A perfect day; no complaints. Got up, read the paper. In the back of the business section was a story about how some stores may suffer at the hands of online competition; there was a picture of a video-rental joint. Made me recall the last conversation I had with the clerk at the local Hollywood. He’d said “You’re that guy in the paper, aren’t you?” and I admitted that I was. He said his dad was a writer, and named a fellow well-known in the local literary circles. We discussed how to get into the biz, and I advised against journalism school. For that matter, I said, don’t go into newspapers
Oh, totally, no, he said: not even an option. We discussed changing methods of information retrieval, but we’d had that conversation before. Specifically, the absurdity of Hollywood Video, which has to pay for the heat to make this two-story-high room habitable so people can come in and maybe get a copy of the movie they want. And that’s on top of the absurdity of putting all the ones and zeroes in a box that’s twice as big as it needs to be, and has to be stacked face out.
Anyway. Before I read the article I looked at the pull quote, and got a little happy tingle: this article was for me! This guy felt exactly as I did! The quote:
“I cannot enter a video store without detecting the faint whiff of death that saturates the industry . . . .the business model seems so 1985, like selling holy precious internet access by the minute in special stores.”
Then I checked the attribution:
James Lileks, Star Tribune, Nov. 18, 2005.
I cannot tell you how weird that was. It’s one thing to be in the paper, but it’s another thing entirely to find yourself in a pull quote.
No school, so we stayed home until the Target trip. I needed to file two columns in the morning, so I bought Gnat off with Roller Coaster Tycoon, and she amused herself adding flowers everywhere and changing the color of the uniforms on the janitors. Took a crowbar and a string of Black Cats to get her off the machine.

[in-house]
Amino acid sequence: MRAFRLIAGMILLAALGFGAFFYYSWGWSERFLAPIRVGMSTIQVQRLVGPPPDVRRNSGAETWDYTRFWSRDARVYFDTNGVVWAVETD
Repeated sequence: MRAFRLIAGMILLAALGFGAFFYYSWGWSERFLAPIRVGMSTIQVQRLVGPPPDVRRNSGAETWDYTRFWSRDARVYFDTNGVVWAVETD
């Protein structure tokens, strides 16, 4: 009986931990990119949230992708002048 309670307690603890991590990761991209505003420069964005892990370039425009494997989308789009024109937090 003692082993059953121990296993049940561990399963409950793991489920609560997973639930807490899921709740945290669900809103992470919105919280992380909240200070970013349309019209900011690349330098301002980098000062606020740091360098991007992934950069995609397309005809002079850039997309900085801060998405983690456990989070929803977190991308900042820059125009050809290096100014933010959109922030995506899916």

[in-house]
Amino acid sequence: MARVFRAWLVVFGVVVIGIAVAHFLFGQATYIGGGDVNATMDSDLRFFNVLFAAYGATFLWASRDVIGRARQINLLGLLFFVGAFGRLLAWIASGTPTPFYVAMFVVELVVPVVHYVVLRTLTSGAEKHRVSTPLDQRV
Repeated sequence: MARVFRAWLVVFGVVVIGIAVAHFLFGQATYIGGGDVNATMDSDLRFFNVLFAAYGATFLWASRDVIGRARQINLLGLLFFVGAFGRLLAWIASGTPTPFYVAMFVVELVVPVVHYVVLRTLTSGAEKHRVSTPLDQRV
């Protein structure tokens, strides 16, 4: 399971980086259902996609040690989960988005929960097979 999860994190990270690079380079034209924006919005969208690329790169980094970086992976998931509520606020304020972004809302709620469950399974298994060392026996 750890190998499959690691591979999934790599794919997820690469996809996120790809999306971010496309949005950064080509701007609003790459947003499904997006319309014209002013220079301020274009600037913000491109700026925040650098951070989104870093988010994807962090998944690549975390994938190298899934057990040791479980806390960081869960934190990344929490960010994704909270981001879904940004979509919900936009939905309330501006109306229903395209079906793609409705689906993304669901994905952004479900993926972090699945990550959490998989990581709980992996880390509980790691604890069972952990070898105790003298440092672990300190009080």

To Target. It had been a while since we went together; I go by myself when I have to, but it’s not as much fun. It’s just duty, and I’m a prole scooping sacks of Victory Coffee (Ingredients: chicory, bark) into the cart. With Gnat it’s an exploration, a test of wills, a story, a link back to things she can’t possibly recall. (Once a year I take the camcorder on our trip, and every time we leave I still see her at age 2, clutching her new Hello Kitty umbrella, grinning in the drizzle.) I headed to electronics first, as usual, just to see what I don’t need and will not buy – but this time I saw something. Phillips wireless headphones. I already have wireless headphones, but they hiss like an asthmatic cat; in order to get a clear signal I have to hold my head just so and make sure I don’t touch any controls, ever. If the output level gets too low, the headphones replace the quiet delicate music with A DEAFENING BLAST OF STATIC that brings back the old days of three TV stations and manual channel-changers: 4, STATIC, 6, STATIC, STATIC, STATIC, STATIC, 11. Once upon a time I had a pair that worked well – RCA brand. If it had just had the original RCA logo I would have married that device. You know the logo: “His Master’s Voice.” The dog listening to a gramophone. I’ve never once seen Jasper Dog look interested when my voice comes from the radio or the computer speakers. HIS MASTER’S FOOT ODOR would be different, but Edison correctly assumed that people would pay money for the reproduction of sounds, not bodily aromas.
The RCAs died. I replaced them with some crap-arsed Sony headphones so sleekly designed they wouldn’t stay in the charging cradle. They had no on-off switch – merely placing them on your head activated the sound. Or didn’t, as it turned out. I replaced these with some Sennheisers, which had the aforementioned hissy problem. I haven’t checked them out yet, so stay tuned for one of those offhand sarcastic reviews you see in Gizmodo with phrases like “extended-range goodness.” (I love Gizmodo, but I like Engadget more; it’s number two, and it doesn’t try harder. It just is. It knows Gizmodo is there, but goes right along with its life. It’s as if that anti-Lazurus got out of its interdimensional corridor and went about its business, and every so often you’d ask Lazarus: say, whatever happened to your doppelganger? The one you were strangling for all eternity? And he’d be all “oh, I saw him the other day at Starbucks, it’s cool,” then change the subject.)